The attitude of the Minister is that, while he is prepared to approve this school as part of the development plan for the area, he is not prepared to make any grant under the Education Act, 1944, towards the' cost of the extension because, under Section 67 (4) of the Act, he has deemed the extension to be sufficient to represent a new school. As far as I can see, it is entirely at the discretion of the Minister to decide that. He says that he believes the extension to be such as to constitute the construction of an entirely new school and that he is thereby precluded from making any grant whatsoever. That is the point to which I wish to direct the Minister's attention.
338 How can this extension represent a new school? The school remains the same entity. It has the same individual and organic life that any school develops over the period of its existence. It has the same buildings and the same site; it serves the same homes; it will draw children from the same district; it will serve children of precisely the same ages, it will provide precisely the same curriculum, and there will be no change in the school managers, the headmaster, the staff or the name of the school. How, therefore, can the Minister argue that in those circumstances the extension proposed to the physical building constitutes the changing of the existing school into a new school? One could raise many metaphysical arguments about when the change of an article produces a new article. In studying philosophy I was always interested in the problem of how long one had to darn an existing sock before the darning constituted a new sock.
§ Mr. Maudling
No. I was trying to make that point. The school population is already 194, while the accommodation available is suitable for only 170, and the school population will rise over the next few years to about 240. I do not see how in the normal usage of the English language an extension of that kind can be described as changing the existing school into a new school. I hope the Minister will answer that point.
What are the criteria on which this judgment is based? What is the fact which determines when an extension becomes a new school? After all, a school is a living entity, it has a life of its own, an individual existence of its own. How can a new school come into being unless some radical change is made either in the staff or the numbers or the scope or the type or the curriculum or something that really affects the life of the school itself? On what grounds has the Minister decided that this extension constitutes a new school?
The consequences of the decision of the Minister are these. He has decided in what appears to me to be his unfettered 339 discretion—I cannot see that he is compelled by the Act to decide one way or the other—that this constitutes a new school and that, therefore, he cannot make any grant. He may say that if the local population feels so strongly why should they not, instead of putting up £5,000, put up the whole £10,000? That is not practicable. Five thousand pounds is a large sum of money to raise, and it should be remembered that this school was built as recently as 1939 at the expense of the district, and a very fine and expensive school building it was.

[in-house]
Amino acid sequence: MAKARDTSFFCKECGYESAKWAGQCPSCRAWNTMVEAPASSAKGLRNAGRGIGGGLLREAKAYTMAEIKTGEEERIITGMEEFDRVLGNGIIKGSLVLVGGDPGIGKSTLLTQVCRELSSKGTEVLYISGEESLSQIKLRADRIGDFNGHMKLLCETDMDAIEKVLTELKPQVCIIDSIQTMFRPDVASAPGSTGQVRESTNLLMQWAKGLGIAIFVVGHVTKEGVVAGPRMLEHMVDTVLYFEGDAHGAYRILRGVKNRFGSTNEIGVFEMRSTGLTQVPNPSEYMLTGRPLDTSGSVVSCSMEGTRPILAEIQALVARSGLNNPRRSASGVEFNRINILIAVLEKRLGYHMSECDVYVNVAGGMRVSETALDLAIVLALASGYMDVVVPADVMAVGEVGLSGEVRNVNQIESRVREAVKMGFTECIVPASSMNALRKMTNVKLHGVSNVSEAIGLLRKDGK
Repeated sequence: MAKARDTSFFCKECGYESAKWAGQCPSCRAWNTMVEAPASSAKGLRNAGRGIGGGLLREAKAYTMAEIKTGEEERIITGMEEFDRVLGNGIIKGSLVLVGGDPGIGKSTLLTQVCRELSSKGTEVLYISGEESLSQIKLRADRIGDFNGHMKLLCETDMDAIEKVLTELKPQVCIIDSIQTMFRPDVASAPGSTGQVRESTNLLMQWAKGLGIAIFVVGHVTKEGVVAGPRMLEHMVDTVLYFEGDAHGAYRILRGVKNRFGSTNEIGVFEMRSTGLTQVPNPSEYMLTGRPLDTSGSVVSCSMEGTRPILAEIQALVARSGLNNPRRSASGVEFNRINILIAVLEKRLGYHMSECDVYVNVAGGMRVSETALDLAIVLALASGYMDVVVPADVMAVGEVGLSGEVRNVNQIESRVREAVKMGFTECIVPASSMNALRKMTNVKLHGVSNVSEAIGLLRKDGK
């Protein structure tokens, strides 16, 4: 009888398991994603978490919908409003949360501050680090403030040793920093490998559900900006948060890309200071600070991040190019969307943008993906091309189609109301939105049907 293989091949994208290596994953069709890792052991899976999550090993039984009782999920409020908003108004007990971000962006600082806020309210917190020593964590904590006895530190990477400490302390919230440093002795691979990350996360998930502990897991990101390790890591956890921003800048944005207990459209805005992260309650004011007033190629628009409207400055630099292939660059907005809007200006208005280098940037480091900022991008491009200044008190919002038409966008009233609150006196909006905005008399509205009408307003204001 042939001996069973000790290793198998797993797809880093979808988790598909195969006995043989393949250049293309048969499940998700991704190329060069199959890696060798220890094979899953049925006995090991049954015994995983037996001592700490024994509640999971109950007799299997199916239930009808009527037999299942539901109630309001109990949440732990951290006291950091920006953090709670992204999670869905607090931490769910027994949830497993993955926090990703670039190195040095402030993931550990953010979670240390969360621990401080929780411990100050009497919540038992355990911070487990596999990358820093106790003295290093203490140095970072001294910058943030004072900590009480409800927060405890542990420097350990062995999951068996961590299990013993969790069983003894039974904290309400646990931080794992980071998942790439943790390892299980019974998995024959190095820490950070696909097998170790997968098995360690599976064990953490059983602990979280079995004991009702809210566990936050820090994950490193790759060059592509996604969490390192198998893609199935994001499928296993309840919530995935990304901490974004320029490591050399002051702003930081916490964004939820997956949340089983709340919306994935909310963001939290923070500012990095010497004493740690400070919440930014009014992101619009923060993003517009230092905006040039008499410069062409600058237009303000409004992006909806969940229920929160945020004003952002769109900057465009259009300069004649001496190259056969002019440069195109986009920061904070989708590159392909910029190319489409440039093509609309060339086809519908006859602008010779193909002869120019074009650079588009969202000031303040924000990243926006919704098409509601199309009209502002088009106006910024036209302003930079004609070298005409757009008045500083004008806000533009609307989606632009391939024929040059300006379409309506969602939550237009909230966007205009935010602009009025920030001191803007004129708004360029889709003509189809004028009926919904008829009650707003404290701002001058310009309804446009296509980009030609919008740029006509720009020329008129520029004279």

To raise the whole £10,000, in my opinion and in the opinion of the managers, would not be practicable nor would they feel justified in asking the local public to provide the whole cost of the extension, bearing in mind all the circumstances which I have been trying to explain. Therefore, the result of the decision of the Minister that he cannot make a grant of £5,000 towards the extension of the school will be that a new school will have to be built at a cost of £25,000 to the public purse, national and local combined.
The Minister may argue that if he were prepared to agree in this case that the extension did not constitute a new school, this would be setting a precedent which would have to be followed in many other cases. I do not consider that to be a good argument. It is only a good argument insofar as the other cases he has in mind are exactly similar to this one. If the other cases he has in mind are not exactly similar, his argument does not apply. If they are exactly similar then in those cases as well he must have this combination of circumstances; that it is educationally desirable to have an extension rather than a new school, that it is economically desirable to have an extension rather than a new school, and that public opinion locally favours this alternative. If those three conditions are fulfilled I suggest that in all other cases as well it is obviously the duty of the Minister to determine that this is an extension, not a new school, and to agree to provide a 50 per cent. grant towards the development.
To sum up, this is a local problem but one of keen and intense interest to the people living in the Totteridge area and its implications stretch beyond the im- 340 mediate neighbourhood. The argument rests on three points: that we have to decide between an extension of an existing school and the building of a new school; that on educational grounds it is better to extend the existing school to a size which will permit a 240—that is a one form—entry rather than to build a new school on a wholly unsatisfactory basis with a half form entry; that on grounds of national and local economy it is better to have a £10,000 extension than a £25,000 new building, and that local opinion has expressed itself strongly in favour of the extension rather than a new building.